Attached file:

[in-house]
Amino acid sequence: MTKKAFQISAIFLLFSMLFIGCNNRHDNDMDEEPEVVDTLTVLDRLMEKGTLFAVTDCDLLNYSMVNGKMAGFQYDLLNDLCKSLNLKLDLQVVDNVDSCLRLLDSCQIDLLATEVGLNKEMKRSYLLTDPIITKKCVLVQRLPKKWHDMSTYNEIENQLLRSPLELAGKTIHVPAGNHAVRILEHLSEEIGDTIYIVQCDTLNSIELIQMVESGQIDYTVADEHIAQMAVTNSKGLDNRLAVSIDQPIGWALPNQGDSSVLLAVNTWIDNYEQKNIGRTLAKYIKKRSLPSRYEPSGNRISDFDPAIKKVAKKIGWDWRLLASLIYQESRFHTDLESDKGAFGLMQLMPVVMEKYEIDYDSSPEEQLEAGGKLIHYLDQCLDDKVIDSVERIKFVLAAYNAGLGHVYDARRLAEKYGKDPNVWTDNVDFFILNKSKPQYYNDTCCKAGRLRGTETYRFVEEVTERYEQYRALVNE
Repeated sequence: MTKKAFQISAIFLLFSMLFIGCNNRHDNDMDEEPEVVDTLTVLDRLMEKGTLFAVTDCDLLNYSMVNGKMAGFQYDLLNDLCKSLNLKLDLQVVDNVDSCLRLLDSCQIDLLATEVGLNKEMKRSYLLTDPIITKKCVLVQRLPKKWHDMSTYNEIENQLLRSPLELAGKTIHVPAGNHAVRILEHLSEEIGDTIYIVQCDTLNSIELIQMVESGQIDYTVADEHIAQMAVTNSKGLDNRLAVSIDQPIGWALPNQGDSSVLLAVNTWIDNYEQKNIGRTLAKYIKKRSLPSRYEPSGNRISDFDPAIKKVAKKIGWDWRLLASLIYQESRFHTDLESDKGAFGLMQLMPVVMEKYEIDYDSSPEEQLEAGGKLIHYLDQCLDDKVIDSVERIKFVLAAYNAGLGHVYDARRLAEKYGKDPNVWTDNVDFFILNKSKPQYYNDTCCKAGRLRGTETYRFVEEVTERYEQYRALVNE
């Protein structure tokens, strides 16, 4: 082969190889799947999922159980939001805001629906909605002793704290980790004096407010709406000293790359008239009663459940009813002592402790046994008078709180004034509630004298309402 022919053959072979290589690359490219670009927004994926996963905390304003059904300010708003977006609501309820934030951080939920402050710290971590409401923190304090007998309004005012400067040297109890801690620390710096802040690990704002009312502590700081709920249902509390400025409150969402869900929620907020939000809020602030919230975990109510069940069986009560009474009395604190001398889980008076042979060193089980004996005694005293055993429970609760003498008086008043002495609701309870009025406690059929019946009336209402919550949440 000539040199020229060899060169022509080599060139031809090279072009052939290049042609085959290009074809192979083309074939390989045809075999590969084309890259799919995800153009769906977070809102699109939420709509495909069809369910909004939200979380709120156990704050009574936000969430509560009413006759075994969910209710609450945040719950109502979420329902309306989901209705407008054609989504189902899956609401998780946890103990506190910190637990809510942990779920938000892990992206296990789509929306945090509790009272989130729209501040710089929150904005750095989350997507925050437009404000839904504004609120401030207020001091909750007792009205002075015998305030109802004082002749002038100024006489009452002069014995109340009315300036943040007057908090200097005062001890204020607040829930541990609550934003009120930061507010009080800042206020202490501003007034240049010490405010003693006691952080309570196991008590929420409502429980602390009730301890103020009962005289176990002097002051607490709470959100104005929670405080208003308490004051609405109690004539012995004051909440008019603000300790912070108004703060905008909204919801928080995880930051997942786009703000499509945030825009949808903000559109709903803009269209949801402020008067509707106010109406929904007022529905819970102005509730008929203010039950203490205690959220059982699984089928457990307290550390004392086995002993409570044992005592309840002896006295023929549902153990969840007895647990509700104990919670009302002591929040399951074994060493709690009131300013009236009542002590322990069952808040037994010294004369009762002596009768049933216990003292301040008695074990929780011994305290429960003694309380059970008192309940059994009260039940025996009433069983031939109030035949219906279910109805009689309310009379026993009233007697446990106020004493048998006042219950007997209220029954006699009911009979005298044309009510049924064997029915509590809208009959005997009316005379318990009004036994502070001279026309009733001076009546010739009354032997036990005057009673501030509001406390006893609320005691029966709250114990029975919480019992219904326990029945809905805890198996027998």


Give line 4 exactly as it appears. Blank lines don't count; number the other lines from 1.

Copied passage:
């Protein structure tokens, strides 16, 4: 082969190889799947999922159980939001805001629906909605002793704290980790004096407010709406000293790359008239009663459940009813002592402790046994008078709180004034509630004298309402 022919053959072979290589690359490219670009927004994926996963905390304003059904300010708003977006609501309820934030951080939920402050710290971590409401923190304090007998309004005012400067040297109890801690620390710096802040690990704002009312502590700081709920249902509390400025409150969402869900929620907020939000809020602030919230975990109510069940069986009560009474009395604190001398889980008076042979060193089980004996005694005293055993429970609760003498008086008043002495609701309870009025406690059929019946009336209402919550949440 000539040199020229060899060169022509080599060139031809090279072009052939290049042609085959290009074809192979083309074939390989045809075999590969084309890259799919995800153009769906977070809102699109939420709509495909069809369910909004939200979380709120156990704050009574936000969430509560009413006759075994969910209710609450945040719950109502979420329902309306989901209705407008054609989504189902899956609401998780946890103990506190910190637990809510942990779920938000892990992206296990789509929306945090509790009272989130729209501040710089929150904005750095989350997507925050437009404000839904504004609120401030207020001091909750007792009205002075015998305030109802004082002749002038100024006489009452002069014995109340009315300036943040007057908090200097005062001890204020607040829930541990609550934003009120930061507010009080800042206020202490501003007034240049010490405010003693006691952080309570196991008590929420409502429980602390009730301890103020009962005289176990002097002051607490709470959100104005929670405080208003308490004051609405109690004539012995004051909440008019603000300790912070108004703060905008909204919801928080995880930051997942786009703000499509945030825009949808903000559109709903803009269209949801402020008067509707106010109406929904007022529905819970102005509730008929203010039950203490205690959220059982699984089928457990307290550390004392086995002993409570044992005592309840002896006295023929549902153990969840007895647990509700104990919670009302002591929040399951074994060493709690009131300013009236009542002590322990069952808040037994010294004369009762002596009768049933216990003292301040008695074990929780011994305290429960003694309380059970008192309940059994009260039940025996009433069983031939109030035949219906279910109805009689309310009379026993009233007697446990106020004493048998006042219950007997209220029954006699009911009979005298044309009510049924064997029915509590809208009959005997009316005379318990009004036994502070001279026309009733001076009546010739009354032997036990005057009673501030509001406390006893609320005691029966709250114990029975919480019992219904326990029945809905805890198996027998």